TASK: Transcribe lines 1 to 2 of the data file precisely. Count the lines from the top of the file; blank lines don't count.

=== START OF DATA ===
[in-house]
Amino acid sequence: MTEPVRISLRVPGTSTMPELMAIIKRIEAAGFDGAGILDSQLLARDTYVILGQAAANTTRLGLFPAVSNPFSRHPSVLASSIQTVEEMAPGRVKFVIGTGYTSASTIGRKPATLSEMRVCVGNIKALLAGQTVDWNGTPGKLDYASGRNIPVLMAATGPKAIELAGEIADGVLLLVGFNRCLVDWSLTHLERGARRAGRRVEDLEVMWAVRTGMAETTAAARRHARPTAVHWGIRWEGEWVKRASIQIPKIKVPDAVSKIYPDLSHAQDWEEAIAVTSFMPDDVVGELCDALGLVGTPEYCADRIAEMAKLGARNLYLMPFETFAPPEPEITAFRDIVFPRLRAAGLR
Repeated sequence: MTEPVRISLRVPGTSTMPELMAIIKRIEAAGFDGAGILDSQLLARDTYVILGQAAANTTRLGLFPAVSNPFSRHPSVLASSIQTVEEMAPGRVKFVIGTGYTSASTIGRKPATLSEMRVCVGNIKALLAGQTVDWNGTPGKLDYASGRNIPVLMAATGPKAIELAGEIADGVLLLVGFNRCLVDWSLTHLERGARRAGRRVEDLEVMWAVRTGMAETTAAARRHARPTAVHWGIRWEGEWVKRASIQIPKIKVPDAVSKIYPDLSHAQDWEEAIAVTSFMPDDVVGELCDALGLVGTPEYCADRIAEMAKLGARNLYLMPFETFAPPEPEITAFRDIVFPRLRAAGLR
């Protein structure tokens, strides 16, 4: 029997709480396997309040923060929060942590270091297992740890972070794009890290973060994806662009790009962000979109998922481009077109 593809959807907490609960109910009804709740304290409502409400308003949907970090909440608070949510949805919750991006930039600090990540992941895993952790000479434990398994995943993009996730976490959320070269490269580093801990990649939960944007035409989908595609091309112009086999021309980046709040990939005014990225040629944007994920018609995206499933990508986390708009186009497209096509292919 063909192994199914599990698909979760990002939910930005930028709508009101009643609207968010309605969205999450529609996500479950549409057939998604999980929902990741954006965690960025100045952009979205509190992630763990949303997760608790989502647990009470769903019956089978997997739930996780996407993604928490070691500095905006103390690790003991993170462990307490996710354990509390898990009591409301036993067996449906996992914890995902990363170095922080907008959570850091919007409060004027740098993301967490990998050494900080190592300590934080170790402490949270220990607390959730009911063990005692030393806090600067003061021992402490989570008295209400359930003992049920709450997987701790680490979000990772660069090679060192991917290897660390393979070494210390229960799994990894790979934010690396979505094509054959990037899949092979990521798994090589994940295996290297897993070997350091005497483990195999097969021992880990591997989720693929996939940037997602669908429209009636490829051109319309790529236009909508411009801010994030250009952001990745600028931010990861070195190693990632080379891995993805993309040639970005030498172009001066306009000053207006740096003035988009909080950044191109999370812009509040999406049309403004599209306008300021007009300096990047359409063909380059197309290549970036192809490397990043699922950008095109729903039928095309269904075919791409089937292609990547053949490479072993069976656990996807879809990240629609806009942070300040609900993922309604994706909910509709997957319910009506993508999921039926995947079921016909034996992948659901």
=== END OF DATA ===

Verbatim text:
[in-house]
Amino acid sequence: MTEPVRISLRVPGTSTMPELMAIIKRIEAAGFDGAGILDSQLLARDTYVILGQAAANTTRLGLFPAVSNPFSRHPSVLASSIQTVEEMAPGRVKFVIGTGYTSASTIGRKPATLSEMRVCVGNIKALLAGQTVDWNGTPGKLDYASGRNIPVLMAATGPKAIELAGEIADGVLLLVGFNRCLVDWSLTHLERGARRAGRRVEDLEVMWAVRTGMAETTAAARRHARPTAVHWGIRWEGEWVKRASIQIPKIKVPDAVSKIYPDLSHAQDWEEAIAVTSFMPDDVVGELCDALGLVGTPEYCADRIAEMAKLGARNLYLMPFETFAPPEPEITAFRDIVFPRLRAAGLR